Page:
Via Financial Times

Directors on US boards are being punished by big investors for failings ranging from excessive executive pay to poor independent oversight, with shareholder rebellions on re-elections up more than a fifth this year.

There were 1,025 shareholder revolts on director re-elections in 2019 across the Russell 3000, up from 835 in 2018, according to Proxy Insight. The data provider classes a revolt as anything with 20 per cent or more opposition.

Crumbling support for director re-elections came as asset managers and big investors, including UBS Asset Management and Calpers, took a tougher line.

MN, an administrator and asset manager for Dutch pension funds, and Allianz Global Investors, the €557bn asset manager, were among those which took the toughest stance on director re-elections in the US, according to Proxy Insight. MN voted for director re-elections just 59.5 per cent of the time, while AllianzGI backed them 71.4 per cent of the time.

Karlijn van Lierop, MN’s director for responsible investments, said it typically votes against directors when there is a lack of independent oversight on a board, when directors have too many jobs or remuneration systems have perverse incentives.

“Our commitment as a shareholder requires a board composition that is sufficiently diverse in terms of background and expertise, has an independent oversight, a solid corporate governance and chairmanship, and focused directors on the company’s long-term strategy,” she added.

Netflix, the pay TV company, CH Robinson Worldwide, the logistics company, and Universal Health Services, the medical care business, were among the companies where directors were hit with big revolts.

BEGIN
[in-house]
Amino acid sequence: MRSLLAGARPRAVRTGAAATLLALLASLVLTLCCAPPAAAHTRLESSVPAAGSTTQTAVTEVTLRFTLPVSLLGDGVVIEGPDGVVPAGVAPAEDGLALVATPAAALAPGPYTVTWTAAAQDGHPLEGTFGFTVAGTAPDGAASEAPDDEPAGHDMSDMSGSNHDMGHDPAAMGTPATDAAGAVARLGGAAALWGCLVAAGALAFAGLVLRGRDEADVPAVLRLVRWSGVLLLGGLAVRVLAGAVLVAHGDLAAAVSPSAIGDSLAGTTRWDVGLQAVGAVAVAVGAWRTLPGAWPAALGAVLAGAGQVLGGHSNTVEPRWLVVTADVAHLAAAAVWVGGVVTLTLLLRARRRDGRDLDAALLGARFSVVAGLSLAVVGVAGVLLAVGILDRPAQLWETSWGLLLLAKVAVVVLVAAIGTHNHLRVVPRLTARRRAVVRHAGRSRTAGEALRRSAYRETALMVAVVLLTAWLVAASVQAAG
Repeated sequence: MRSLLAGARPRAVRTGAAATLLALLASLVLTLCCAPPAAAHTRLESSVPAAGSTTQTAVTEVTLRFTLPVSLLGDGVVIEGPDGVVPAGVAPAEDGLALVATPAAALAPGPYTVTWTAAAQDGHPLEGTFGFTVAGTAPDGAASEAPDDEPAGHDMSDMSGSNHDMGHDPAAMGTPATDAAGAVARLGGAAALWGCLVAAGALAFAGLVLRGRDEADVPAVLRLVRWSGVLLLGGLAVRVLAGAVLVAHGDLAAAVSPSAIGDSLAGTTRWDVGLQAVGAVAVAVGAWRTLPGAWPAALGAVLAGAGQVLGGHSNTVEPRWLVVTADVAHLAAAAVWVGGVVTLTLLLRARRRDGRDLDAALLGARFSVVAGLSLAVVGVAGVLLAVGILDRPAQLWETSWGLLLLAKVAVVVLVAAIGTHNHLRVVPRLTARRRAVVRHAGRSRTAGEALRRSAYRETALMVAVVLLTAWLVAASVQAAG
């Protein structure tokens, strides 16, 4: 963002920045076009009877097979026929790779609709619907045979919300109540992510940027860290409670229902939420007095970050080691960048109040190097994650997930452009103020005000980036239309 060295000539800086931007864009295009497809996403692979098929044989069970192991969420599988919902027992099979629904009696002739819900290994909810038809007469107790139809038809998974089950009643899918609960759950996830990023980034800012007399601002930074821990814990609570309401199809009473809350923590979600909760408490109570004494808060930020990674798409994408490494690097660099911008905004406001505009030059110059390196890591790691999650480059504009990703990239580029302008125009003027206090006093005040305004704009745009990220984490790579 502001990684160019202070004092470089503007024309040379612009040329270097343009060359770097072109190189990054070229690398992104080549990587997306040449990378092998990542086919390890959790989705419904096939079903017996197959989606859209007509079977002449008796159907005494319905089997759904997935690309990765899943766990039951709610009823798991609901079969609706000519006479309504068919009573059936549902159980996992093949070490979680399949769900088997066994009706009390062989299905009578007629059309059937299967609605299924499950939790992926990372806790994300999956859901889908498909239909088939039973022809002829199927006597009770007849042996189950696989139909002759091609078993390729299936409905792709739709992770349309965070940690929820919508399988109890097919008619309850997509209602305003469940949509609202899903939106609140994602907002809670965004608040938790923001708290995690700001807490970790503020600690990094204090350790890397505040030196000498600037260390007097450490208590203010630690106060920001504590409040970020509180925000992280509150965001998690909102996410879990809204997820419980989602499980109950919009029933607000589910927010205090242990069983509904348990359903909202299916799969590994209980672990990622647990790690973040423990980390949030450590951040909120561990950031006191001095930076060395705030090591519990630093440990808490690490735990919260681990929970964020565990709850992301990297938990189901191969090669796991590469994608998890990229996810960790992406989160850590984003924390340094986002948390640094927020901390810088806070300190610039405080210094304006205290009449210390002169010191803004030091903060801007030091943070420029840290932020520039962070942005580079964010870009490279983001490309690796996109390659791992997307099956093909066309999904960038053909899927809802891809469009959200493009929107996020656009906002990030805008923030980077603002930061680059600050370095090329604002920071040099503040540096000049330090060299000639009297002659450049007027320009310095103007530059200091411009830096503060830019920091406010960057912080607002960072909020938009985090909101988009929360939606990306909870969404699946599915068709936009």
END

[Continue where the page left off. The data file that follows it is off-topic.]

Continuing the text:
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More than two-thirds of investors either voted against or abstained on the election of Ann Mather at Netflix, according to Proxy Insight, while several other directors at the company were also hit with shareholder rebellions.

Eugenia Unanyants-Jackson, director of environmental, social and governance research at AllianzGI, said that when it comes to boards, the asset manager is looking for a good level of independence and diversity, and that directors do their jobs well and have sufficient time to dedicate to the work.

“It is not that we are singling out a particular market. We are setting a global policy and the minimum global standard we expect when it comes to governance,” she said.

She added that in the US, it was common for the asset manager to vote against directors because they had served on the board for a long time, raising questions about their independence. She also said there were concerns about performance-related pay for non-executive directors.

“We are not proud of voting against. We find it dreadful. We would like to support more. But we can only do that where it is in the best interest of our clients,” she said.

Christopher Greenwald, head of sustainable investment research and stewardship at UBS Asset Management, said its voting policy was evolving.

“Over the past year and a half, we have been deepening our engagement with companies on a range of topics, holding them to the highest standards of corporate governance, which in turn leads to better decisions at board level, including in regards to environmental and social matters,” he said.

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In the 12 months ended June, UBS backed directors 79.8 per cent of the time, down from 91.8 per cent the year earlier, according to Proxy Insight.

Companies’ corporate governance policies need to be aligned with global best practice, Mr Greenwald said.